The city next argued that mandamus is inappropriate because zoning enforcement is discretionary – that mandamus is limited to occasions “where an official or entity has a duty to act.” The city argued it has discretion in whether to take action, pointing to a section of its zoning code that provides the city “may institute appropriate action or proceedings to enjoin a violation” and Iowa Code 414.20, which provides the city, “in addition to other remedies, may institute any appropriate action or proceedings” to deal with violations of its zoning code. The Court of Appeals concluded that it need not determine whether the enforcement of the zoning code is ministerial, because mandamus is also proper if the city “acted arbitrarily or capriciously in denying the request” for enforcement of its zoning code, and the city council’s decision to take no action was an abuse of discretion and arbitrary and capricious. “It is well settled that [a writ of mandamus] may issue to correct an abuse of discretion, . . . or such an evasion of positive duty, as to amount to a virtual refusal to perform the duty enjoined, or to act at all, in contemplation of law; and in such a case a mandamus would afford a remedy where there was no other adequate remedy provided by law.

JBS further contended mandamus was not appropriate because alternative remedies existed; specifically that the Paulsons have a remedy through the political process… they could seek to have officials sympathetic to their position elected who would exercise their discretion to bring an enforcement action to abate the use. The Court of Appeals dismissed this notion by stating that while the suggested remedies may be “competent to afford relief” eventually, JBS cannot reasonably contend they would be “equally convenient, beneficial and effectual. The commercial use of lot one is harming plaintiffs now. Ventura decided to take no action to enforce its zoning code. Mandamus is proper to compel the city to act.”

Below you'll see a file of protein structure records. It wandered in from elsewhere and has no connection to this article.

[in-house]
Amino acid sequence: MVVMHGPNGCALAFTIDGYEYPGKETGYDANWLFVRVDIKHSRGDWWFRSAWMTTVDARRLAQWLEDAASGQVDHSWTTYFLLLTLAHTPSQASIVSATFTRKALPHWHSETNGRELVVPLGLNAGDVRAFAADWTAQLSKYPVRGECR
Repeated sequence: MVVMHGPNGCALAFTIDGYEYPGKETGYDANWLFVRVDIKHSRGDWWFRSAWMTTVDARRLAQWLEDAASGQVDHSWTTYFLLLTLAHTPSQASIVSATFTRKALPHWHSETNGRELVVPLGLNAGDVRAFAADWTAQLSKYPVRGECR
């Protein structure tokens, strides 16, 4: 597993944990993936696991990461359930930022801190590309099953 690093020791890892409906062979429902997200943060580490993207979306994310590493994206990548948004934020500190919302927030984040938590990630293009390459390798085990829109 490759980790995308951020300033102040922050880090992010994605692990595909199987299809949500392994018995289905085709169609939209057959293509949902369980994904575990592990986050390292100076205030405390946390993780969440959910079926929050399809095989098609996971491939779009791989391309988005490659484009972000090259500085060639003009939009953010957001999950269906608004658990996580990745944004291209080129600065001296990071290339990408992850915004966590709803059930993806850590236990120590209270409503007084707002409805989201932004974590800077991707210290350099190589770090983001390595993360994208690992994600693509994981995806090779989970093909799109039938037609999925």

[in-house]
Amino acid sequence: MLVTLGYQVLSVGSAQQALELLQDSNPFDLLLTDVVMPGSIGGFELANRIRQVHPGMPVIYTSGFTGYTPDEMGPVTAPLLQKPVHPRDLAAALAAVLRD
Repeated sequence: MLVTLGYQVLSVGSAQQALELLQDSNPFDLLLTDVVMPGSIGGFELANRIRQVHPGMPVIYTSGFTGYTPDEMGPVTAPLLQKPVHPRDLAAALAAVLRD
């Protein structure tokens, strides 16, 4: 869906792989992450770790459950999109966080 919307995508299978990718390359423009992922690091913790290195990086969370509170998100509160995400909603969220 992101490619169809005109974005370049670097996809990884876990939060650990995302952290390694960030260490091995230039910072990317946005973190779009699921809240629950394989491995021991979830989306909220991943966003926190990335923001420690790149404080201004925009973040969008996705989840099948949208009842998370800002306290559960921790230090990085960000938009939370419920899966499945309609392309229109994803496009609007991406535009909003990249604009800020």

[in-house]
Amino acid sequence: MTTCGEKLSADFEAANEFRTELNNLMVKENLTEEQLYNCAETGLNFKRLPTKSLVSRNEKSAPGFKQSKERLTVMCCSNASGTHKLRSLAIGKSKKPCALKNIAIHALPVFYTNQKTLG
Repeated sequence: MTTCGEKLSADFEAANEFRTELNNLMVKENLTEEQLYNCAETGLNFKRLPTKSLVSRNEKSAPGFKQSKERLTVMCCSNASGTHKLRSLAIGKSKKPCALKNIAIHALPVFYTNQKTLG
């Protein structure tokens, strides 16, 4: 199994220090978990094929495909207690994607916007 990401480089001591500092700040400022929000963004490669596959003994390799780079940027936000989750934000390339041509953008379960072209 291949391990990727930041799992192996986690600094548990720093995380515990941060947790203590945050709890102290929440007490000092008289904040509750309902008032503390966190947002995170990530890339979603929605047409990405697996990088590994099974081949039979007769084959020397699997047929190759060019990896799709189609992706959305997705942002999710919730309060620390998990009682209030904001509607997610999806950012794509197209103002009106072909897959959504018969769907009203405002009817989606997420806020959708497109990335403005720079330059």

City not liable for structures in alley

by Gary Taylor


ALLEN V. CITY OF PANORA (link to case here)

(Iowa Court of Appeals, June 17, 2009)


City not liable in nuisance for obstructions in alley.  Landowners could not compel city to order structures removed from alley.


In 1988 the Allens purchased property in Panora. Property to the north of the Allens is owned by the Dungans.  Between the two properties is a sixteen-foot-wide alley that was platted and dedicated to the city in 1901.  At the time the Allens purchased their property an electrical access box, telephone pedestal, and cable television pedestal were located in the alley, in the same place they are now.  A decorative fence was placed in the alley in 1998 or 1999.


In the summer of 2003, a survey revealed that the utility structures and the fence were seven feet into the alley. The Allens claimed this was the first they were aware of this fact.  They requested the city order the structures moved and when this did not happen, the Allens filed suit against the city to (among other claims) compel the city to remove the utility structures and fence, and to recover damages for nuisance and injury to their property.  The district court denied all of the Allens’ claims and entered judgment for the city.  


The Court of Appeals affirmed the district court on all counts.  It found that the Allens failed to prove a nuisance under Iowa Code 657.2(5) because they have always had reasonable and convenient access to their property from the street, nine feet of the alley was not affected by the utility structures, and the alley still provided them reasonable secondary access to their property. The Court also reasoned that the City has taken no action that would limit access to the Allens’ property to any greater extent than the access they had when they purchased the property in 1988.


The Court of Appeals went further to observe that even if there was a nuisance, a writ of mandamus would not be appropriate.  Mandamus is not available to control a city’s discretionary authority, and the decision as to whether to seek to abate a nuisance is discretionary with the city.  Under Iowa Code 364.12 “a city shall keep all . . . alleys . . . free from nuisance . . . .” but also provides “a city may require the abatement of a nuisance, public or private, in any reasonable manner.”